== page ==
Construction of plasmids for inducible over-expression
Primers REGE2 GGT GGA TCC TCT AGA CTA GCC CTC GAG TTT GTA and REGE3 GGA TCC CAT ATG TTC ACC GGA TTT GTA GGA were used to amplify the senX3-regX3 operon from genomic DNA. NdeI and XbaI restriction sites (underlined) were engineered into the primers and the operon gene was directionally cloned into pJFR19, a shuttle vector with origins of replication for Escherichia coli and mycobacteria, as a NdeI-BamHI fragment to generate the plasmid pREV7 with the operon under the control of the acetamidase promoter of M. smegmatis , .
RNA was isolated from the wild-type and mutant strains , labelled and competitively hybridised to genomic DNA as previously described  using the same microarrays as in our previous work . Labelled cDNA was produced from total RNA by incorporation of either Cy3 or Cy5 dCTP (Amersham) using reverse transcription. Genomic DNA was labelled with either Cy3 or Cy5 dCTP using the Klenow fragment of DNA polymerase and random primers in accordance with the manufacturers protocol (Life Technologies). Labelled DNA and cDNA were mixed and purified using a Qiagen MiniElute kit and hybridised to M. tuberculosis whole genome PCR-product microarrays. For each condition at least three RNA samples were isolated from independent cultures. The labelled cDNA was hybridised in duplicate in competition with labelled genomic DNA (control). The dyes were swapped between the two hybridisations so that for each RNA sample, a slide with Cy3-labelled cDNA and Cy5-labelled genomic DNA was prepared and a slide with Cy5-labelled cDNA and Cy3-labelled genomic DNA was prepared. Each gene was present on the array twice, giving a total of twelve readings per gene per condition. Slides were scanned and the image acquisition programme Genepix Pro (Axon Instruments) was used to capture and analyse the fluorescent signals. Data was loaded into Genespring (Silicon Genetics) for analysis and normalised as follows. Values below 0.01 were set to 0.01. Each gene's measured intensity was divided by its control channel value in each sample; if the control channel was below 10 then 10 was used instead. If the control channel and the signal channel were both below 10 then no data was reported. Each measurement was divided by the 50th percentile of all measurements in that sample. The percentile was calculated with all raw measurements above 10, using all genes not marked absent. Culture conditions were NRP1- 7 day Wayne model; NRP2 – 14 day Wayne model; 10 mL static culture after 4 weeks Days; 100 mL roller culture after 7 days.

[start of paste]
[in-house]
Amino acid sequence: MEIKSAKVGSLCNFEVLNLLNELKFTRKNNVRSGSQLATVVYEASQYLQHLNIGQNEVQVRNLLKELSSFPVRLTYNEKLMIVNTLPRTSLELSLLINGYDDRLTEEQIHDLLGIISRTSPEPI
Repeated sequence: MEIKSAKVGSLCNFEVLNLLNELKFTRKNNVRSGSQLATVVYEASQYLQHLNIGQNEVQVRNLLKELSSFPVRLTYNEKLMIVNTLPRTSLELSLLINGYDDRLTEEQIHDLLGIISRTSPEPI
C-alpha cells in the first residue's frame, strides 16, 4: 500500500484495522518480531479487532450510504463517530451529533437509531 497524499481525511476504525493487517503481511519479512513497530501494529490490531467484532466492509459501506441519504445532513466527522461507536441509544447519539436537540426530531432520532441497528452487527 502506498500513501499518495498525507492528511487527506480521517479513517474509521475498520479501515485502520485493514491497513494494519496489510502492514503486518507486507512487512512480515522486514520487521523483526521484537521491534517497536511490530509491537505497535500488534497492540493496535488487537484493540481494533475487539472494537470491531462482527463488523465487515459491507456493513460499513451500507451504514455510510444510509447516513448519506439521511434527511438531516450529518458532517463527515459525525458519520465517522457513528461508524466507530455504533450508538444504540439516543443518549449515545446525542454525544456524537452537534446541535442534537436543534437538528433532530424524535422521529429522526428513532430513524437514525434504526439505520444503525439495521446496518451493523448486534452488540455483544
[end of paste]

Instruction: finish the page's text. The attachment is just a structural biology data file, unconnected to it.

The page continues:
Over-expression, purification and phosphorylation of recombinant proteins
The coding region of regX3 was cloned under the control of the bacteriophage T7 promoter in pET19b and expressed in E. coli strain BL21(DE3) lysogen carrying pLys plasmid (Novagen). Bacterial cultures were grown to an OD600 of 0.6, IPTG added to a final concentration of 1 mM and incubated for 3 h. Recombinant RegX3 protein was purified under soluble conditions on Ni-NTA affinity columns (Qiagen) following the manufacturer's instructions. Peak fractions containing RegX3 were pooled and dialyzed for 4 h in Storage Buffer (25 mM HEPES pH 7.2, 0.1 mM EDTA, 10% w/v glycerol, 1 mM DTT). The purity of the RegX3 protein was monitored by SDS-PAGE followed by Coomassie brilliant blue staining. The identity of RegX3 was confirmed by MALDI-TOF MS. A recombinant plasmid expressing EnvZ as a MalE-EnvZ fusion protein was a generous gift from Dr. M. Igo (U.C. Davis, California). Soluble EnvZ was purified on amylose affinity columns following the manufacturer's instructions (NEB). Over-production and purification of MtrA protein was as described . The phosphotransfer reaction was carried out in 50 mM Tris-HCl pH 7.5, 50 mM KCl, 20 mM MgCl2, 1 mM DTT, 1 µM EnvZ and 2 µM MtrA or 1 µM RegX protein. Reactions were initiated by the addition of radioactive γ-32P-ATP and incubated at 37°C for 15 min. Samples were removed, diluted with SDS-PAGE sample buffer and resolved in 12% w/v polyacrylamide gels under denaturing conditions.
Electrophoretic mobility shift assays
Select promoter fragments (cydAB, gltA, ald) were amplified using fluorescence-labelled universal forward and reverse primers from plasmids pOTTY1, pOTTY2, and pOTTY3. All PCR products, except gltA were approximately 320 bp whereas gltA was 530 bp. PCR products were gel-purified and used in DNA-binding experiments. For competition experiments the same fragments were amplified using non-fluorescent labeled universal forward and reverse primers. DNA binding experiments were performed in 20 µl buffer containing 50 mM Tris-HCl, pH 7.0, 50 mM NaCl; 10 mM MgCl2; 10 mM CaCl2 1 mM DTT; 5% w/v glycerol, 0.01% w/v NP-40, 0.5 µM poly dI/dC, 1 µg sheared salmon sperm DNA, 0.1 mg BSA, either 200 fmoles of FITC-labelled gltA or 100 fmoles of FITC-labelled cydAB, and ald DNA fragments and RegX3 protein at the indicated concentration. Reactions were incubated for 15 min prior to mixing with 5 µl of 50% w/v glycerol. Samples were resolved at 4°C in 5% polyacrylamide gels. The unlabelled promoter fragments of cydAB, gltA, and aldA, (cold competitor) were used at 100 fold excess as compared to FITC-labelled DNA fragments where required. Acrylamide gels were scanned using a Molecular Imager (Fx) and data were analyzed using Quantity One software (BioRad).